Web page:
Database Normalization

Put simply, normalization is an attempt to make sure you do not destroy true data or create false data in your database. Errors are avoided by representing a fact in the database one way, one time, and in one place. Duplicate data is a problem as old as data processing. Efficient and accurate data processing relies on the minimizing redundant data and maximizing data integrity. Normalization and the Normal Forms (NF) are efforts to achieve these two core objectives of data processing. This article will examine the concept of normalization in-depth.

Database Normalization

Normalization is the process of reducing duplication in a database, with the ultimate goal of eliminating duplicate data entirely. While duplicated data can cause a database to be greedy with disk space, the bigger issue is consistency. Duplication creates the risk of data corruption when information is inserted, updated, or deleted, by having a particular piece of information in more than once place.

Normalization as a formal process has been around since the early 1970s when Edgar Codd proposed the first normal form (1NF). Codd later defined 2NF and 3NF. Since that time, several higher level normal forms have been defined. 4NF and 5NF are often used only in an academic sense because queries against “real world” data in a 4NF or 5NF schema contain excessive number of joins and require extensive use of views. 6NF is fairly new and contains rules specific to temporal data. As one progresses from 1NF on 5NF and even 6NF, the data modeling requirements become more strict and each new form provides a lower degree of duplication than the preceding form.

{mospagebreak title=First Normal Form (1NF)}

First Normal Form (1NF)

First Normal Form states that each attribute in a relation has to be atomic and scalar. It also states that a table must have a primary key to identify any particular row. You cannot store a list of values in a single column and you cannot store a list of columns that emulate a fixed size list – also known as a repeating group. For example, suppose you were to create a table to hold contact information for business contacts:

CREATE TABLE Contacts (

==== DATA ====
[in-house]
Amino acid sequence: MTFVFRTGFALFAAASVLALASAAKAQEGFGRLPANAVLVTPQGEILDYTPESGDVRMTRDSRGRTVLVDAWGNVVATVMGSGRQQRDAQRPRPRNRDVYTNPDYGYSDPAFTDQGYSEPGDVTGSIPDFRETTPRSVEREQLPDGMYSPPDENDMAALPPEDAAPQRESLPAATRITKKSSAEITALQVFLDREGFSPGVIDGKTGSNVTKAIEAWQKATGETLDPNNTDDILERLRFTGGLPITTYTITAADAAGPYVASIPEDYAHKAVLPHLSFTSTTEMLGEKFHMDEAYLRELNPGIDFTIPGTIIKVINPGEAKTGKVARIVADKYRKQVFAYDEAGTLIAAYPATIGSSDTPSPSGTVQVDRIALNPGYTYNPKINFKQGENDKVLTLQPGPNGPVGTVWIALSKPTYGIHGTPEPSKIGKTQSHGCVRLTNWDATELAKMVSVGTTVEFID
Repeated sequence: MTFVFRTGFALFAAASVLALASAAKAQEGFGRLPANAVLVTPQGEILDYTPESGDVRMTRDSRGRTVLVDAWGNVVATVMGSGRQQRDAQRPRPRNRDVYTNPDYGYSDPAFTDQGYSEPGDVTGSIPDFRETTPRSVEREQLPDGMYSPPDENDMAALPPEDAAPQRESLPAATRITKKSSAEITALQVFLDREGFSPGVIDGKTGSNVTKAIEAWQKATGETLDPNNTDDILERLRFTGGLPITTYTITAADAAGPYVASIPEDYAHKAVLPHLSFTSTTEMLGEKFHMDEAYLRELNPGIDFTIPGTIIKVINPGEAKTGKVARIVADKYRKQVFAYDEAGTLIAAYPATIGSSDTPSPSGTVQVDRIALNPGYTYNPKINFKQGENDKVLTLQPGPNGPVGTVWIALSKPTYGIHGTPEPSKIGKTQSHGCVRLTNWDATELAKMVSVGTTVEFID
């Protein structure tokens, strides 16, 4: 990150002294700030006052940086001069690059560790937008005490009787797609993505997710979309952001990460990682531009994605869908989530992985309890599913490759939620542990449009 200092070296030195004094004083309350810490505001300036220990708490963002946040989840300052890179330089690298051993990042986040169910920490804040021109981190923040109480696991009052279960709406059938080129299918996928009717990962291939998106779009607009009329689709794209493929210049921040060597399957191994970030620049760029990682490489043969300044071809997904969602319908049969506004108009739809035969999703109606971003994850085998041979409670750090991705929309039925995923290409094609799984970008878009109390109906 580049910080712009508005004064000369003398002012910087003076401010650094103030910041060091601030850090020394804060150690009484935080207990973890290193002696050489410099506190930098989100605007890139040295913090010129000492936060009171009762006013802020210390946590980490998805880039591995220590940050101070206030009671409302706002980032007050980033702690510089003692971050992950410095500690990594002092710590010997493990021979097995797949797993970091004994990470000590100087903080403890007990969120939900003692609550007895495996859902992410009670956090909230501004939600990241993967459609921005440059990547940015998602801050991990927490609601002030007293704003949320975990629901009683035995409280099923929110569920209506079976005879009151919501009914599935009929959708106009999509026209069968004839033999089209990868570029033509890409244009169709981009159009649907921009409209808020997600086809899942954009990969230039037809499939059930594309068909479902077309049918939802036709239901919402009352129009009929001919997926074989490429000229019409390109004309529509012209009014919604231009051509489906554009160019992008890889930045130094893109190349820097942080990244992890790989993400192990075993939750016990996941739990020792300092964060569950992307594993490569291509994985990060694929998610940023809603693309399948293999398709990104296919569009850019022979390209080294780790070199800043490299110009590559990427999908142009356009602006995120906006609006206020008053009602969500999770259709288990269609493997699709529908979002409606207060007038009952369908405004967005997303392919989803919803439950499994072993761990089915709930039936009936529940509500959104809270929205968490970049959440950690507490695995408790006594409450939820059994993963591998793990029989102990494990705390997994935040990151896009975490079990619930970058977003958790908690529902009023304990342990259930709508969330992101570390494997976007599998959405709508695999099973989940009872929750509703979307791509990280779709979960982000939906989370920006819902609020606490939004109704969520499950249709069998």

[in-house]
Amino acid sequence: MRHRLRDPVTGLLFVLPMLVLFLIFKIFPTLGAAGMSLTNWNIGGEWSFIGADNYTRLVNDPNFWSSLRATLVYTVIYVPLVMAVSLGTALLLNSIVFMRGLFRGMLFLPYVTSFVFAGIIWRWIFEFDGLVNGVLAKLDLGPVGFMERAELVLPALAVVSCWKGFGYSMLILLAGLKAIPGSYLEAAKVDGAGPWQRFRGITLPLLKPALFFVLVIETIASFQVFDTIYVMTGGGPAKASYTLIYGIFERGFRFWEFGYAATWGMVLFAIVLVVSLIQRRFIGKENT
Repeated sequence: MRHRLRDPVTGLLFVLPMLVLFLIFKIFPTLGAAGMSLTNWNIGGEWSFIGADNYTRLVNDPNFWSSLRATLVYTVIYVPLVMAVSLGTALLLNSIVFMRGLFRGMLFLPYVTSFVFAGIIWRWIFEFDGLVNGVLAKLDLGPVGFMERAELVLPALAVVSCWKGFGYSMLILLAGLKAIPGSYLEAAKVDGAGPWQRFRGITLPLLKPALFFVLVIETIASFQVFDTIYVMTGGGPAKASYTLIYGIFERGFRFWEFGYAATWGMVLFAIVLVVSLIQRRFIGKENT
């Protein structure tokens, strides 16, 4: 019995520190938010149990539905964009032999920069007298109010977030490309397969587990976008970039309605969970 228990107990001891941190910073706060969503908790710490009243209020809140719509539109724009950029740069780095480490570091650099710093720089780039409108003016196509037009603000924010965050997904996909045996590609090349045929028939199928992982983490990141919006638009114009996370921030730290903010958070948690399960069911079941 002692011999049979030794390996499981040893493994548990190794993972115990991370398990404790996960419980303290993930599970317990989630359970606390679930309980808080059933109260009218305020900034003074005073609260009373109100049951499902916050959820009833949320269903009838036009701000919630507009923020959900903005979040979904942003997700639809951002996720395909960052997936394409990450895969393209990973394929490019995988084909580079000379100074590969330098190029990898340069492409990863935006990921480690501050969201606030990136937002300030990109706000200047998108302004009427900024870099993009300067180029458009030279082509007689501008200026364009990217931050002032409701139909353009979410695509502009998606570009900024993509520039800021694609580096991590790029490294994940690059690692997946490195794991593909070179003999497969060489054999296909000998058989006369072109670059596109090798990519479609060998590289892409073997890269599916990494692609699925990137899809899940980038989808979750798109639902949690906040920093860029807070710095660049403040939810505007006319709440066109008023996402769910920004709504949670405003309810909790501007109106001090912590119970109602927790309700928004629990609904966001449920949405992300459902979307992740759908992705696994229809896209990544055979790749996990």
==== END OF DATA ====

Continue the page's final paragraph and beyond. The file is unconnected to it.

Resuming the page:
first_name*,
      last_name,
      company,
      phone1,
      phone2,
      phone3,
      fax,|
      email
);

* Data types ellided

This table contains a repeating group – phone1-3. More often than not, several of those columns will be empty, which is a waste. It is also nearly impossible to enforce any uniqueness for this group because a constraint cannot be declared such that any phone1 is unique across phone1, phone2 and phone3.

Consider another set of problems – what if you want to add a company, not a person, to your Contacts table? Or just a phone number and a first name? You would have to leave one or more of the candidate key columns (first_name, last_name, company), which would most certainly violate the only possible primary key constraint. What if you want to delete a fax number from your table? If you simply DELETE WHERE fax=X, you may be deleting people as well.

{mospagebreak title=Second Normal Form (2NF)}

Second Normal Form (2NF)

Second normal form states that there are no non-trivial functional dependencies on a non-key attribute. Let’s look at this table:

CREATE TABLE Sales (

            name,
            extension,
            sales_manager,
            store_location,
            customer_name,
            customer_address,
            product_name,
            product_price
);

The primary key for this table could be defined as (name, store_location, customer_name), giving us a 1NF table. There is a problem though when considering 2NF – what happens if a customer changes their mind at the last minute and changes the product? The product_price column has to change, which means the product_price column has a functional dependency on the product_name column. In order for this table to be 2NF, we would need to have a separate table for products that stored the price – something like this:

CREATE TABLE Sales (

            name,
            extension,
            sales_manager,
            store_location,
            customer_name,
            customer_address,
            product_id
);

CREATE TABLE Products (

            product_id,
            name,
            price
);